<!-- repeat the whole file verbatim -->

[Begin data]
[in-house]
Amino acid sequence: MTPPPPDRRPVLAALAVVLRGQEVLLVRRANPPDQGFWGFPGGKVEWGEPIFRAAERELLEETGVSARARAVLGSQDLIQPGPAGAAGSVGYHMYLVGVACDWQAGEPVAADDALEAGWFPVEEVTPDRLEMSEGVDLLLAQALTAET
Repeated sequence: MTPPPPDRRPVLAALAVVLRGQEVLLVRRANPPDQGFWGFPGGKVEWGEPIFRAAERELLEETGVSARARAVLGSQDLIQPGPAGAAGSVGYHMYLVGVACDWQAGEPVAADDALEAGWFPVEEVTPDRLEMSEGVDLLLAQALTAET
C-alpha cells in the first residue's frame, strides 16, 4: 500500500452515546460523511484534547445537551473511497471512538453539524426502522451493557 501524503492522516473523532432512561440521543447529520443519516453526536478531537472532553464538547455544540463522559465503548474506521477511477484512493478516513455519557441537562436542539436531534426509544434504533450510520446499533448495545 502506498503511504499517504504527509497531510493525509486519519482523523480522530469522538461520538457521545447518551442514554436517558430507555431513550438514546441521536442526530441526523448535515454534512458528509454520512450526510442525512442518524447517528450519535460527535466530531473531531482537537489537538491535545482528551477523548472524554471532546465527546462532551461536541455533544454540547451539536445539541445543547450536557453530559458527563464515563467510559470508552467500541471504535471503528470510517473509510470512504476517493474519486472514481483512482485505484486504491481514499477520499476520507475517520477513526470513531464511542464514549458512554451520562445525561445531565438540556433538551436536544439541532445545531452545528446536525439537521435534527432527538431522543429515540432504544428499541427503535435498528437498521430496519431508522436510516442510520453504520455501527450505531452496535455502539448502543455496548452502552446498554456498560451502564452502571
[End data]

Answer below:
[in-house]
Amino acid sequence: MTPPPPDRRPVLAALAVVLRGQEVLLVRRANPPDQGFWGFPGGKVEWGEPIFRAAERELLEETGVSARARAVLGSQDLIQPGPAGAAGSVGYHMYLVGVACDWQAGEPVAADDALEAGWFPVEEVTPDRLEMSEGVDLLLAQALTAET
Repeated sequence: MTPPPPDRRPVLAALAVVLRGQEVLLVRRANPPDQGFWGFPGGKVEWGEPIFRAAERELLEETGVSARARAVLGSQDLIQPGPAGAAGSVGYHMYLVGVACDWQAGEPVAADDALEAGWFPVEEVTPDRLEMSEGVDLLLAQALTAET
C-alpha cells in the first residue's frame, strides 16, 4: 500500500452515546460523511484534547445537551473511497471512538453539524426502522451493557 501524503492522516473523532432512561440521543447529520443519516453526536478531537472532553464538547455544540463522559465503548474506521477511477484512493478516513455519557441537562436542539436531534426509544434504533450510520446499533448495545 502506498503511504499517504504527509497531510493525509486519519482523523480522530469522538461520538457521545447518551442514554436517558430507555431513550438514546441521536442526530441526523448535515454534512458528509454520512450526510442525512442518524447517528450519535460527535466530531473531531482537537489537538491535545482528551477523548472524554471532546465527546462532551461536541455533544454540547451539536445539541445543547450536557453530559458527563464515563467510559470508552467500541471504535471503528470510517473509510470512504476517493474519486472514481483512482485505484486504491481514499477520499476520507475517520477513526470513531464511542464514549458512554451520562445525561445531565438540556433538551436536544439541532445545531452545528446536525439537521435534527432527538431522543429515540432504544428499541427503535435498528437498521430496519431508522436510516442510520453504520455501527450505531452496535455502539448502543455496548452502552446498554456498560451502564452502571